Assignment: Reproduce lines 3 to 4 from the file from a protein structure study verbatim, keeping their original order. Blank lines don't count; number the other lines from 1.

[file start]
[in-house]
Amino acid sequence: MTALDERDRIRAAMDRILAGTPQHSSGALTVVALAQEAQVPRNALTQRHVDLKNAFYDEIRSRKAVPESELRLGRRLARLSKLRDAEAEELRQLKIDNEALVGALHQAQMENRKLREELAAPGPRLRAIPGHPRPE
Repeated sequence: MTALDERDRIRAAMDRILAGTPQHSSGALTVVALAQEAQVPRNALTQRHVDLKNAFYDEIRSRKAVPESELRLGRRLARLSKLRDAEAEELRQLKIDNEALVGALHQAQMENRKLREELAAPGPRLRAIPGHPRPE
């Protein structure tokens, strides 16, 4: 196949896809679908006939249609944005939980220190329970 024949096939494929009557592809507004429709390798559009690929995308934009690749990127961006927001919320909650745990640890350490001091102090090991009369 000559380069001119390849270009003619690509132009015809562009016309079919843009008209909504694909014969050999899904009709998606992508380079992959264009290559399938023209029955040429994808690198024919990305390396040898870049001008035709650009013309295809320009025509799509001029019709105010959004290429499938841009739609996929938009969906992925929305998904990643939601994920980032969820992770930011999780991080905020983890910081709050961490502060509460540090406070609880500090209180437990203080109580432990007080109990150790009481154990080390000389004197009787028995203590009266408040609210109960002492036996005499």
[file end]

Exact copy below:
Repeated sequence: MTALDERDRIRAAMDRILAGTPQHSSGALTVVALAQEAQVPRNALTQRHVDLKNAFYDEIRSRKAVPESELRLGRRLARLSKLRDAEAEELRQLKIDNEALVGALHQAQMENRKLREELAAPGPRLRAIPGHPRPE
């Protein structure tokens, strides 16, 4: 196949896809679908006939249609944005939980220190329970 024949096939494929009557592809507004429709390798559009690929995308934009690749990127961006927001919320909650745990640890350490001091102090090991009369 000559380069001119390849270009003619690509132009015809562009016309079919843009008209909504694909014969050999899904009709998606992508380079992959264009290559399938023209029955040429994808690198024919990305390396040898870049001008035709650009013309295809320009025509799509001029019709105010959004290429499938841009739609996929938009969906992925929305998904990643939601994920980032969820992770930011999780991080905020983890910081709050961490502060509460540090406070609880500090209180437990203080109580432990007080109990150790009481154990080390000389004197009787028995203590009266408040609210109960002492036996005499």